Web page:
This is a fact sheet about a disinfection byproduct that may be found in some public or
private drinking water supplies. It may cause health problems if found
in amounts greater than the health standard set by the United States
Environmental Protection Agency (EPA).
Disinfection byproducts are formed when disinfectants used in water treatment
plants react with bromide and/or natural organic matter (i.e., decaying vegetation)
present in the source water. Different disinfectants produce different types or amounts
of disinfection byproducts. Disinfection byproducts for which regulations have been
established have been identified in drinking water, including trihalomethanes,
haloacetic acids, bromate, and chlorite.
Chlorite is a byproduct formed when chlorine dioxide is used to disinfect water.
EPA has published the Stage 1 Disinfectants/Disinfection Byproducts Rule to regulate
chlorite at a monthly average level of 1 part per million in drinking water.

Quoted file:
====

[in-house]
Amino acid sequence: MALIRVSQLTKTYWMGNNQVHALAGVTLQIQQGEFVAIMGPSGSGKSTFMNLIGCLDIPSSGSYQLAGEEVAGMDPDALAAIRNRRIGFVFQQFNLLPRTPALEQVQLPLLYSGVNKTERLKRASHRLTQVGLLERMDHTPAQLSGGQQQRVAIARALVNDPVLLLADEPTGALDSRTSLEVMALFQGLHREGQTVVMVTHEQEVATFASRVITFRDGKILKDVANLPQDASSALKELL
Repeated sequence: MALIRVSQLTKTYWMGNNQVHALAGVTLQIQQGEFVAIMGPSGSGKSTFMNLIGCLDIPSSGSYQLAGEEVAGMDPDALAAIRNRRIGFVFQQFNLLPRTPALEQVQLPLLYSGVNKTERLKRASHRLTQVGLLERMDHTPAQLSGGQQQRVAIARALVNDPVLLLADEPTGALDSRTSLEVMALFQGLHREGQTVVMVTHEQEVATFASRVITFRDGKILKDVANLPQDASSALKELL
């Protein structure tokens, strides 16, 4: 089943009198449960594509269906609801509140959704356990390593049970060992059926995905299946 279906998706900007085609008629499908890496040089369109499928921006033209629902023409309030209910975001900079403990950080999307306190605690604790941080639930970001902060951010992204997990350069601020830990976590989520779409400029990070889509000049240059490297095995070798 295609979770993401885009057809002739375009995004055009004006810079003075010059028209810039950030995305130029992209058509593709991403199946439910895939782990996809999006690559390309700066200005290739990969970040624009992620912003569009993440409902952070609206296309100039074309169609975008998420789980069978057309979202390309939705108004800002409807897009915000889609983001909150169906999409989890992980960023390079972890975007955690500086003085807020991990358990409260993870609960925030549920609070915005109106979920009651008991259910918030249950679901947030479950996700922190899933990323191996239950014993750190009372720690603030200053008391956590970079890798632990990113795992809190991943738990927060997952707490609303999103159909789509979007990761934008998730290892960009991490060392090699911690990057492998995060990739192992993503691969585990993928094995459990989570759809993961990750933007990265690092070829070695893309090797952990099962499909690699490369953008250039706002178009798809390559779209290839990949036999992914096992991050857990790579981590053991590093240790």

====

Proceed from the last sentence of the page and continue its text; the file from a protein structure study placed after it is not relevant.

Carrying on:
This standard will become effective for large surface water public water systems
in December 2001 and for small surface water and all ground water public water
systems in December 2003.
Some infants and young children who drink water containing chlorite in excess
of EPA's standard could experience nervous system effects. Similar effects may
occur in fetuses of pregnant women who drink water containing chlorite in excess
of EPA's standard. Some people may experience anemia.
Note: This fact sheet is part of a larger publication adapted from U.S. EPA publication: EPA National Primary Drinking Water Regulations.